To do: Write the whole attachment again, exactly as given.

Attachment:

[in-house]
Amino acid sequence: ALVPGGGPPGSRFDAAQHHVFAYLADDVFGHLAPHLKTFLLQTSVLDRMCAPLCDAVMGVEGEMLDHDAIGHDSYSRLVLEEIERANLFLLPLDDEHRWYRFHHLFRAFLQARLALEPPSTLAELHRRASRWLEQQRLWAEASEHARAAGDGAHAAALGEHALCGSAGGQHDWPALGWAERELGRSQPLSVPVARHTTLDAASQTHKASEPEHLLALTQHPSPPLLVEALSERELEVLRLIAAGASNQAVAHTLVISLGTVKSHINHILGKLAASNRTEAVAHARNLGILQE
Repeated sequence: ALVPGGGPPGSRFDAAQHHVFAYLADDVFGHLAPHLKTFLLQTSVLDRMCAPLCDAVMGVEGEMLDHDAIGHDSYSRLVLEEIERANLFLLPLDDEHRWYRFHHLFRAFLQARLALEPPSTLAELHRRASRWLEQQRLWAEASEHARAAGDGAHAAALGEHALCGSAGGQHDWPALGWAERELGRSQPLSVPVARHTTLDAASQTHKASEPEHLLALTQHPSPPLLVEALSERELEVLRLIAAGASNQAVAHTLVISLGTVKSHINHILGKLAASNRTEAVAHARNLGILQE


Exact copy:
[in-house]
Amino acid sequence: ALVPGGGPPGSRFDAAQHHVFAYLADDVFGHLAPHLKTFLLQTSVLDRMCAPLCDAVMGVEGEMLDHDAIGHDSYSRLVLEEIERANLFLLPLDDEHRWYRFHHLFRAFLQARLALEPPSTLAELHRRASRWLEQQRLWAEASEHARAAGDGAHAAALGEHALCGSAGGQHDWPALGWAERELGRSQPLSVPVARHTTLDAASQTHKASEPEHLLALTQHPSPPLLVEALSERELEVLRLIAAGASNQAVAHTLVISLGTVKSHINHILGKLAASNRTEAVAHARNLGILQE
Repeated sequence: ALVPGGGPPGSRFDAAQHHVFAYLADDVFGHLAPHLKTFLLQTSVLDRMCAPLCDAVMGVEGEMLDHDAIGHDSYSRLVLEEIERANLFLLPLDDEHRWYRFHHLFRAFLQARLALEPPSTLAELHRRASRWLEQQRLWAEASEHARAAGDGAHAAALGEHALCGSAGGQHDWPALGWAERELGRSQPLSVPVARHTTLDAASQTHKASEPEHLLALTQHPSPPLLVEALSERELEVLRLIAAGASNQAVAHTLVISLGTVKSHINHILGKLAASNRTEAVAHARNLGILQE